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Seattle cyclists deliver food to needy families during pandemic

Volunteers with the Seattle Pedaling Relief Project use bikes to deliver food to the hungry. (Photo courtesy of Maxwell Burton)

At a time when record numbers of Washingtonians are unemployed and having trouble feeding their families, a group of Seattle cycling volunteers is using bikes to help.

Cycling enthusiasts Maxwell Burton and Mike Lang founded the Seattle Pedaling Relief Project, which organizes groups of cyclists to deliver bags of groceries by bike from food banks to about 100 Seattle households every week.

Burton said he had done training using cargo bikes to help deliver resources during natural disasters. He had been picturing a geological disaster like an earthquake or volcano eruption, but when the COVID-19 pandemic began, he realized he was living through a natural disaster — and he could use his skills to help feed the hungry.

“There are a lot of families who, suddenly, they might have had two incomes before, and now they only have one, or zero incomes,” Burton said. “I wanted to find a way to support those people.”

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In addition to people struggling in the economic crisis, the 50 cyclists are also helping out vulnerable adults who are avoiding shopping at grocery stores for fear of catching COVID-19.

“It was going to be really hard, if not impossible, for people with immune deficiencies to get food from the grocery store,” Burton said. “Now we have cyclists and teams of cyclists taking food from the food bank and delivering it out to the neighbors.”

Deliveries are made on a weekly basis in Beacon Hill, Rainier Valley, the University District, and the Central District, with the help of El Centro de la Raza in Beacon Hill, the Rainier Valley Food Bank, the U District Food Bank, and Byrd Barr Place in the Central District.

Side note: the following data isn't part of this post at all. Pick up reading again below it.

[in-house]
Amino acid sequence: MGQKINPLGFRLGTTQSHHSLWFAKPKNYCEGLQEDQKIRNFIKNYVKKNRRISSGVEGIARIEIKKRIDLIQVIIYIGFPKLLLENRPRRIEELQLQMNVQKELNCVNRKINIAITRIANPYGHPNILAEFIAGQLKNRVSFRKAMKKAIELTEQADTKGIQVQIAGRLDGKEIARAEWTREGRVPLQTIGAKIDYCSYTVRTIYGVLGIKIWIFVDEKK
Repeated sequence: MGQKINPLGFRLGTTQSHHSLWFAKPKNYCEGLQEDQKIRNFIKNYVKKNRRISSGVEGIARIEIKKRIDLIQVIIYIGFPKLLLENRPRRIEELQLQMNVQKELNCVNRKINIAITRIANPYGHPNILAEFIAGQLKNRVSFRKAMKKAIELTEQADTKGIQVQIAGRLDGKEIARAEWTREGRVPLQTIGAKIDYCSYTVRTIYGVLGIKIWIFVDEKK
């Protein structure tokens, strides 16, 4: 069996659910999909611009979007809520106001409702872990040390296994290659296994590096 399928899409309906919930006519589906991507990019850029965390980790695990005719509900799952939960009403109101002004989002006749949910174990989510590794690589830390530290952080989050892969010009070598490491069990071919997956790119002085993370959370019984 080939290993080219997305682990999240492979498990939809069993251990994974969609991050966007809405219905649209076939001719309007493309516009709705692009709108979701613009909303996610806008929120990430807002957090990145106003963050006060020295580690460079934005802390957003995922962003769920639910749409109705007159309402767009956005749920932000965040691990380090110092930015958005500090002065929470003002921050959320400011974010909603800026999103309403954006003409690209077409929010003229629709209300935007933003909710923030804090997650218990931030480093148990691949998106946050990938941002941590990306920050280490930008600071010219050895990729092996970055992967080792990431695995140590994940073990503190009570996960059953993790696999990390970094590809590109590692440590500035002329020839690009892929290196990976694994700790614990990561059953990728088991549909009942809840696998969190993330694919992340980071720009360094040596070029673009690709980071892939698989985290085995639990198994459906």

The volunteers on bikes have also started doing food rescue, taking hundreds of pounds of food at a time from grocery stores that were going to throw the food away.

Each bag that’s delivered contains enough food to feed a family for a week, including a healthy assortment from all food groups. So far, they’ve delivered 4.5 tons of food.

But the cyclists don’t just bring joy through food — they bring social interaction to people who have been isolated for months.

“They’ve been locked down in their house months now, so every week they’re just overjoyed to see somebody. … We obviously try to stay distant, but I’ve had a lot of volunteers have 10-, 15-minute conversations with the families,” Burton said.

Importantly, they can also help needy households get in contact with other social services, such as utility assistance or mental health treatment.

Burton said the cyclists are all taking social distancing precautions, including spreading out when meeting up, and delivering food in small groups.

The group hopes to expand to other neighborhoods, including West Seattle and White Center. Burton and Lang are currently exploring partnerships that would help them to do so.

To learn more or to sign up to help volunteer, visit

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